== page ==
Interesting article in HR Magazine reports on a skills shortage being experienced in the job market. This is something we are starting to experience here at Grafton Haymes, with a number of clients we are working for…….
“Job vacancies in England have returned to pre-recession levels, but economic recovery will be impeded by a lack of recruits with appropriate skills, Government research suggests.
A study published by the UK Commission for Employment and Skills (UKCES ) warned that skills shortage vacancies are growing at twice the rate of jobs. It recorded 559,600 job vacancies in England between March and July 2013, up 45% from 2009.
But the amount of skills shortage vacancies created nearly doubled over the same period, increasing from 63,100 to 124,800.
More than 90,000 employers contributed to the Employer Skills Survey. Their evidence suggests skills shortage vacancies account for more than a fifth of all vacancies (22%).
Confederation of British Industry director for employment and skills Neil Carberry said the findings suggested skills gaps in science, technology, engineering and maths needed to be addressed urgently.
“We must expand access to high quality apprenticeships and other ‘learn while you earn’ schemes and ensure that these meet the needs of both businesses and employees,” he said.
“To equip young people with the knowledge they need, there must also be a sea change in the quality of careers advice in schools, so they are more aware of the opportunities and rewards of working in key sectors which face skills shortages.”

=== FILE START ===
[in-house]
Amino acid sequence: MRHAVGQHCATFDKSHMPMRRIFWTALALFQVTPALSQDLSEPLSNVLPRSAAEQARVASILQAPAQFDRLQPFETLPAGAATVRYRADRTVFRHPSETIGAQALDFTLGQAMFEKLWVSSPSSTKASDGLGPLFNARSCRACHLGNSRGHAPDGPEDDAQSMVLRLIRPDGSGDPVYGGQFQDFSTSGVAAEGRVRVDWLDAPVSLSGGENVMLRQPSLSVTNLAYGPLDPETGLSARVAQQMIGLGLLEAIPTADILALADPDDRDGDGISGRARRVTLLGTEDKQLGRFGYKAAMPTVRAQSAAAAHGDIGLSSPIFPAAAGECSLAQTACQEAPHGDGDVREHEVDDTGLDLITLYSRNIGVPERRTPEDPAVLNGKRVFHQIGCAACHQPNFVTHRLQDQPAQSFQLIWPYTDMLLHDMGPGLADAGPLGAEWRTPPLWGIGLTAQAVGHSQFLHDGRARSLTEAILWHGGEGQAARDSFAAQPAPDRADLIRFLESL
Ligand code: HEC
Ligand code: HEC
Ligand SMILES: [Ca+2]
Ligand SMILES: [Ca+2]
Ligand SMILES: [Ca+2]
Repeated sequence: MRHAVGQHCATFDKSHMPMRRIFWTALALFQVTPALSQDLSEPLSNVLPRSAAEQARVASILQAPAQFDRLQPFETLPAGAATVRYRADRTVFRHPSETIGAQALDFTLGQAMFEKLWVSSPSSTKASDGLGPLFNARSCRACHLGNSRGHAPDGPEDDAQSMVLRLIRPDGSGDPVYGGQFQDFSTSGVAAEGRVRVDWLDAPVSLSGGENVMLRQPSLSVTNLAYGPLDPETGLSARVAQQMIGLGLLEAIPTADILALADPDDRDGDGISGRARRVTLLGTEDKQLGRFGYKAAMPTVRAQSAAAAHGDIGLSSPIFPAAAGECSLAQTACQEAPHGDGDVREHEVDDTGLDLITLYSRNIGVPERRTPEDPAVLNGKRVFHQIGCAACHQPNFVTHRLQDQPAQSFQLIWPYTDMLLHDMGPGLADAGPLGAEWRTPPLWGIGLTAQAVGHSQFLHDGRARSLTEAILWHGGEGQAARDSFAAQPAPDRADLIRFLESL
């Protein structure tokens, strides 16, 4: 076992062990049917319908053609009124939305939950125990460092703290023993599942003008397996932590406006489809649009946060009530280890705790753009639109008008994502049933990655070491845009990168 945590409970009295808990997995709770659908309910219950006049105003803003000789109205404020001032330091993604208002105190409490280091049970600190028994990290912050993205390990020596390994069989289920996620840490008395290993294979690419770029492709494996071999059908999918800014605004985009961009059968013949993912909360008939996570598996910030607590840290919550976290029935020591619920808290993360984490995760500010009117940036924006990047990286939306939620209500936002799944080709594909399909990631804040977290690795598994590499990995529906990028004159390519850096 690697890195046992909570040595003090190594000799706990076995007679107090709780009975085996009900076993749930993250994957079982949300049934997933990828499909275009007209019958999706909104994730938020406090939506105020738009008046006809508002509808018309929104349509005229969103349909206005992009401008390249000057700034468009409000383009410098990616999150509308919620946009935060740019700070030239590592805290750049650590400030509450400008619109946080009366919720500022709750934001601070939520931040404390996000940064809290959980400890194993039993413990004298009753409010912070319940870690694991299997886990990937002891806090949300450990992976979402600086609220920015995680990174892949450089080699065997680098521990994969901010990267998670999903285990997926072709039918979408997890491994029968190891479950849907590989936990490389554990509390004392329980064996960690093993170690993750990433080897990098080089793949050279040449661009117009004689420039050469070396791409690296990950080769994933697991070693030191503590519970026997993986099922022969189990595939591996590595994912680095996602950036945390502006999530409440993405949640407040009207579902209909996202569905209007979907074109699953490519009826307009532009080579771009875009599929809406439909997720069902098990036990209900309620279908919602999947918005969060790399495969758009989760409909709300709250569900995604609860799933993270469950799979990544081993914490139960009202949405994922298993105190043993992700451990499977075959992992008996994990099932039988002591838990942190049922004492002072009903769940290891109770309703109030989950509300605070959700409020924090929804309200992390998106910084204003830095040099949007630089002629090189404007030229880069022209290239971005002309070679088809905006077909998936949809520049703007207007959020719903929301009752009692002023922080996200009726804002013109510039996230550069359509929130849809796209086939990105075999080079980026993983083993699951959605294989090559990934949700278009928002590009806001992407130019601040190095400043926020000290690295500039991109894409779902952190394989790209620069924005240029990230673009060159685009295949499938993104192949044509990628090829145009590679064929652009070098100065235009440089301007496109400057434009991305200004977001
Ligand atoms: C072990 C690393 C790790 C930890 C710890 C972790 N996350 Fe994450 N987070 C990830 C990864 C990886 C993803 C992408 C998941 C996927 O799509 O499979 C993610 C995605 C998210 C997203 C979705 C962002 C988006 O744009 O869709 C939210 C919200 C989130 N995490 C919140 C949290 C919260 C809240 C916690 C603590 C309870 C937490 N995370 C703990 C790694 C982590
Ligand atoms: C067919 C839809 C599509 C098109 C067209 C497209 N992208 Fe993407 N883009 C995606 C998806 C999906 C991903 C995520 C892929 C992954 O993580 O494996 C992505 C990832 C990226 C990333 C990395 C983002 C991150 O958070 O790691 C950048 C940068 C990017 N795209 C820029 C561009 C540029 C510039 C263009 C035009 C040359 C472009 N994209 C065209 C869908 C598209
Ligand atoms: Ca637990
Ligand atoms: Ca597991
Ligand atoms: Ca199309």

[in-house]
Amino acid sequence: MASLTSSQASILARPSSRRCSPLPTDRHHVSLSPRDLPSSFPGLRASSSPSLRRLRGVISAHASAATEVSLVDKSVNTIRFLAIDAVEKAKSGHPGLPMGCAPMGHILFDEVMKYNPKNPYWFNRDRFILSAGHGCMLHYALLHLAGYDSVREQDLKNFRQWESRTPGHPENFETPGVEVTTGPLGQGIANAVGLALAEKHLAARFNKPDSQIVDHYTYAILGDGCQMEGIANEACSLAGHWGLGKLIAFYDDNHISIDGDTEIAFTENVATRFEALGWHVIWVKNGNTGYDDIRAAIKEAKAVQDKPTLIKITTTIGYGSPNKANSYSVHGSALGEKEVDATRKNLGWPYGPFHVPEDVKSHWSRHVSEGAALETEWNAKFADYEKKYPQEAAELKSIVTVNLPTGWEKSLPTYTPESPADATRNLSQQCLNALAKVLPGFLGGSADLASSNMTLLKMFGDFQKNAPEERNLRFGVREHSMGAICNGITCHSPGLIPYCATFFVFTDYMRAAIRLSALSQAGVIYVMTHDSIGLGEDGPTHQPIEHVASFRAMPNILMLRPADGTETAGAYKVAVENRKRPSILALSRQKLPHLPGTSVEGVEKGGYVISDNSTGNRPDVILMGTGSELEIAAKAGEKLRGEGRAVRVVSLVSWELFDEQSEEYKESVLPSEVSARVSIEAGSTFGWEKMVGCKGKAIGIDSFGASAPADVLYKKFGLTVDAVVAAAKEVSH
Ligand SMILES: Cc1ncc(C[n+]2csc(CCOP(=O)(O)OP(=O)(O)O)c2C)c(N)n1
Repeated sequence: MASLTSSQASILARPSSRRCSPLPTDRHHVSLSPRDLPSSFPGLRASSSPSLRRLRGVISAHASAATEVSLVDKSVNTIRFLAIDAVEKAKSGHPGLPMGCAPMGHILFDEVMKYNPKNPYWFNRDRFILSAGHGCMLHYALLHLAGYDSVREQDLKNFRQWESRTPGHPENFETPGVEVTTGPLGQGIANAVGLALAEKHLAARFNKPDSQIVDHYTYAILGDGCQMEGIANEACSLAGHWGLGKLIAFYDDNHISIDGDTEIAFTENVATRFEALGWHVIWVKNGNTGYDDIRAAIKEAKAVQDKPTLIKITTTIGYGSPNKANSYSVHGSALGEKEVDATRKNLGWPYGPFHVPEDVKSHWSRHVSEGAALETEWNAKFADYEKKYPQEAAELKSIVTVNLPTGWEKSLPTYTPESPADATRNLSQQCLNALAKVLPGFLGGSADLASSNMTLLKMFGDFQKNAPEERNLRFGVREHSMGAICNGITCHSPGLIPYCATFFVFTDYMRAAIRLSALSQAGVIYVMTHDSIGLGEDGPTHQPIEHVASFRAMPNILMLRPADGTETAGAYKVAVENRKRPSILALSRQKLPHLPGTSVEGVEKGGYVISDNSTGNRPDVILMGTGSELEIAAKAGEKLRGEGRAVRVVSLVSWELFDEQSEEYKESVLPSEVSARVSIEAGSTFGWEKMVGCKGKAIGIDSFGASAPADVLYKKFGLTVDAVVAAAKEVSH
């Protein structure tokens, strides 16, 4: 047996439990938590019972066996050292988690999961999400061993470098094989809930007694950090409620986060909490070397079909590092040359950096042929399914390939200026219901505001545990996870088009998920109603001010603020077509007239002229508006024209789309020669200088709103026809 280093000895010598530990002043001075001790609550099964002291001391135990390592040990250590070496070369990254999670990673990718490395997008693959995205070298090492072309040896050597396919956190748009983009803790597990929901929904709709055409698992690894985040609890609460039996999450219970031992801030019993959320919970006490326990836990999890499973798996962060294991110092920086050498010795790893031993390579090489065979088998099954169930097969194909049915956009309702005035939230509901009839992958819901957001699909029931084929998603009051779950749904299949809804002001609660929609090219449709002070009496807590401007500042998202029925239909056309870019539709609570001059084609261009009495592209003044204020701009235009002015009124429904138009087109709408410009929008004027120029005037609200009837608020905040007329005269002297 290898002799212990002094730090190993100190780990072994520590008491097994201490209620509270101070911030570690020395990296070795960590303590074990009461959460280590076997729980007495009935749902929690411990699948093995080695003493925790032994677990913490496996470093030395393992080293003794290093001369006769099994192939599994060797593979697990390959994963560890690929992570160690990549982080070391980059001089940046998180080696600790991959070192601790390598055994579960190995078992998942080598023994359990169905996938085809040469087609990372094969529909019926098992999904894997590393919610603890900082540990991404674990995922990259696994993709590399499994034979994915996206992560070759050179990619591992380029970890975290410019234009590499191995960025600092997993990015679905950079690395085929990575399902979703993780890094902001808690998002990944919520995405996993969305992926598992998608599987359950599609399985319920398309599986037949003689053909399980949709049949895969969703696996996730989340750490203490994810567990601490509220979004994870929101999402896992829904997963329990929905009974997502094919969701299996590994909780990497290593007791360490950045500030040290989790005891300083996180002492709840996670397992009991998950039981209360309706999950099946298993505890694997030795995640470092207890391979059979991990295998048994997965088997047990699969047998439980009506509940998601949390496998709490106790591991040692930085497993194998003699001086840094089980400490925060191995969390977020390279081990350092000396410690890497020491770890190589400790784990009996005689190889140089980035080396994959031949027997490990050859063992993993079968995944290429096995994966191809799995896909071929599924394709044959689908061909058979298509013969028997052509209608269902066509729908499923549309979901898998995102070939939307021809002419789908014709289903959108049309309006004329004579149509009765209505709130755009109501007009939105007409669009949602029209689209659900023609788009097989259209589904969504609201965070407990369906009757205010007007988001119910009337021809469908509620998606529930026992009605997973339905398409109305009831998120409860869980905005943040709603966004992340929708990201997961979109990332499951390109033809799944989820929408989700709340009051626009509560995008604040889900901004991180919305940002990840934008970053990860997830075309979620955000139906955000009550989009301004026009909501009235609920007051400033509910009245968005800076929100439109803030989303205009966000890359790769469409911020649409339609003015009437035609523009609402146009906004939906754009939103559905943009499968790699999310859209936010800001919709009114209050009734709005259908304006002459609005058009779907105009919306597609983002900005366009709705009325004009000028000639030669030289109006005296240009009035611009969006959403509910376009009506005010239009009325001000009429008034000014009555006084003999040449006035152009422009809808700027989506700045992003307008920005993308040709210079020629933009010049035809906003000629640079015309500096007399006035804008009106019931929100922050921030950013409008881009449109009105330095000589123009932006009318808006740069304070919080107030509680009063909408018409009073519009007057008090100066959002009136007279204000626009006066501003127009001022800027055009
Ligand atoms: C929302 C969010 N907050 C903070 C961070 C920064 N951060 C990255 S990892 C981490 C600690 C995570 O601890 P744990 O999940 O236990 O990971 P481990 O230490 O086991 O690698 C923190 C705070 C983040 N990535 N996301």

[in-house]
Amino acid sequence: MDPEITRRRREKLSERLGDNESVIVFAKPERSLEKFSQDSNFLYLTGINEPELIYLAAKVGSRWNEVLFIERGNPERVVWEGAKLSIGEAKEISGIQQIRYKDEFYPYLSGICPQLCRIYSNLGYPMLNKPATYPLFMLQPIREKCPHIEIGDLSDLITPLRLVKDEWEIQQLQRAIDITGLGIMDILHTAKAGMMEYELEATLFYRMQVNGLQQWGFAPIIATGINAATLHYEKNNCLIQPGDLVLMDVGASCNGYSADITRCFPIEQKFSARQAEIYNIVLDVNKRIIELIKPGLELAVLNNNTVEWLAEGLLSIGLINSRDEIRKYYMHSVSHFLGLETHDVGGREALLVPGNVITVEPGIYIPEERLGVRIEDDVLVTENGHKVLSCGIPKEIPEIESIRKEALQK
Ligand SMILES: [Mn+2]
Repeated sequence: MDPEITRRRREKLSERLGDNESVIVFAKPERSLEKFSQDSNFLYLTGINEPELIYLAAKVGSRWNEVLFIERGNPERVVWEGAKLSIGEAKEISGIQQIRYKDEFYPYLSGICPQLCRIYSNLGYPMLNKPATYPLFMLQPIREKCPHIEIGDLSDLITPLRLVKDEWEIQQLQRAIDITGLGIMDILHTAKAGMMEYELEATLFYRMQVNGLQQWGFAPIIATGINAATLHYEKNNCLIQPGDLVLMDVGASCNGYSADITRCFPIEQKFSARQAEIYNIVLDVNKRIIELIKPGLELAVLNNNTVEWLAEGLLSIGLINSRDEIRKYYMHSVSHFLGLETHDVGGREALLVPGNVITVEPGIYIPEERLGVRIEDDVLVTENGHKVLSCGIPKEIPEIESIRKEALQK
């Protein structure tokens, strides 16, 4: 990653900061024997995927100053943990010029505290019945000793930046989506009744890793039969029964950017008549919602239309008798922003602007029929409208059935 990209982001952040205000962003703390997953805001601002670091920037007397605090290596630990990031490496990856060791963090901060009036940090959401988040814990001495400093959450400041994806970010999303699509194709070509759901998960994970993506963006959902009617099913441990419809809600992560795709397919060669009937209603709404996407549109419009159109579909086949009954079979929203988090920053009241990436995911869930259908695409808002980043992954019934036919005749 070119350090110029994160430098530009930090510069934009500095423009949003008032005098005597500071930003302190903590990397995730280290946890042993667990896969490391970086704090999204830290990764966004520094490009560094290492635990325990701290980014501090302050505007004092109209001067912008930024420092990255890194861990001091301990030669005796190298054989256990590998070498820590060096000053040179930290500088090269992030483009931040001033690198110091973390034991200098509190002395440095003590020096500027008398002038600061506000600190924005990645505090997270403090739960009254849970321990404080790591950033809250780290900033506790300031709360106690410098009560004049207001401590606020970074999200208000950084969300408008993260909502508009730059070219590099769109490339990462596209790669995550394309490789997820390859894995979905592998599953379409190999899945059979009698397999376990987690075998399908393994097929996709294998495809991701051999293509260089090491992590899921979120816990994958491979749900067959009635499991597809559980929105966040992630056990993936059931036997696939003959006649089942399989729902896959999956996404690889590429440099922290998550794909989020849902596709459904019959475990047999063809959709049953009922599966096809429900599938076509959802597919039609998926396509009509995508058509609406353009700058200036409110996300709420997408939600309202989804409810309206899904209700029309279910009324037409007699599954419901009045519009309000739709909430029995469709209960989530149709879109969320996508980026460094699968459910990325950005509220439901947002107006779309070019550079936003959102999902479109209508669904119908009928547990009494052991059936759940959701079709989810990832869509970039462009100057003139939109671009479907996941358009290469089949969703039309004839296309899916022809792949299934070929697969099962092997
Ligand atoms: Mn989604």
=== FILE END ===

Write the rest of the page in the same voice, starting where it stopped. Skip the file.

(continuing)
UKCES commissioner and managing director of the UK rail business design, engineering and project management consultancy Atkins, Douglas McCormick, advised businesses to “start thinking about planning their talent pipeline now” and not wait “until they are unable to fulfil contracts because of a lack of skilled staff”.
He commented on results in the study that showed almost half of employers across the UK (48%) had recruited people with higher levels of skills and knowledge than required for the job.
“Under-using people’s skills like this risks a bored and demotivated workforce,” said McCormick. “By providing high-quality and job-specific training, businesses can make sure they have the skilled workforce they need, as well as inspiring loyalty and keeping their staff motivated.”
The report found trades such as plumbing, health and social care were more likely to experience a skills shortage.”